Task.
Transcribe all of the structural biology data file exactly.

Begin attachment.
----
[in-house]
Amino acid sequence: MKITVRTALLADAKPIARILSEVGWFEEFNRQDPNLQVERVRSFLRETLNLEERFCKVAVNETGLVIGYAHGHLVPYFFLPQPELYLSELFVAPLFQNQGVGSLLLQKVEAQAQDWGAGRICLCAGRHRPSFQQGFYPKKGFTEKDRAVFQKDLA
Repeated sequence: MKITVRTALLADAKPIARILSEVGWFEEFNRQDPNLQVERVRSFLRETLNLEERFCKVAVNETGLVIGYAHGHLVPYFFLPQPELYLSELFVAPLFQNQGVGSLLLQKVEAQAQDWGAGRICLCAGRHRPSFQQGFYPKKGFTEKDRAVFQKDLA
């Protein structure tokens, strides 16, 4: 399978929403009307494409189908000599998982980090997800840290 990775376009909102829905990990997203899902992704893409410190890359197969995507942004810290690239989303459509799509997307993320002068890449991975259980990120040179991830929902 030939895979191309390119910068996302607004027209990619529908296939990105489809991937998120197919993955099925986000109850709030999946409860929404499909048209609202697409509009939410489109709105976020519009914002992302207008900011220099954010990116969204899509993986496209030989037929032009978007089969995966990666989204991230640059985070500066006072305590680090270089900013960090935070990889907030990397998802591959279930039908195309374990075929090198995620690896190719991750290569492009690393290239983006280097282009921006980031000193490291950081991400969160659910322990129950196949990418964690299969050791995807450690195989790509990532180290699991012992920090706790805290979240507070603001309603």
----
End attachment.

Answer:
[in-house]
Amino acid sequence: MKITVRTALLADAKPIARILSEVGWFEEFNRQDPNLQVERVRSFLRETLNLEERFCKVAVNETGLVIGYAHGHLVPYFFLPQPELYLSELFVAPLFQNQGVGSLLLQKVEAQAQDWGAGRICLCAGRHRPSFQQGFYPKKGFTEKDRAVFQKDLA
Repeated sequence: MKITVRTALLADAKPIARILSEVGWFEEFNRQDPNLQVERVRSFLRETLNLEERFCKVAVNETGLVIGYAHGHLVPYFFLPQPELYLSELFVAPLFQNQGVGSLLLQKVEAQAQDWGAGRICLCAGRHRPSFQQGFYPKKGFTEKDRAVFQKDLA
């Protein structure tokens, strides 16, 4: 399978929403009307494409189908000599998982980090997800840290 990775376009909102829905990990997203899902992704893409410190890359197969995507942004810290690239989303459509799509997307993320002068890449991975259980990120040179991830929902 030939895979191309390119910068996302607004027209990619529908296939990105489809991937998120197919993955099925986000109850709030999946409860929404499909048209609202697409509009939410489109709105976020519009914002992302207008900011220099954010990116969204899509993986496209030989037929032009978007089969995966990666989204991230640059985070500066006072305590680090270089900013960090935070990889907030990397998802591959279930039908195309374990075929090198995620690896190719991750290569492009690393290239983006280097282009921006980031000193490291950081991400969160659910322990129950196949990418964690299969050791995807450690195989790509990532180290699991012992920090706790805290979240507070603001309603």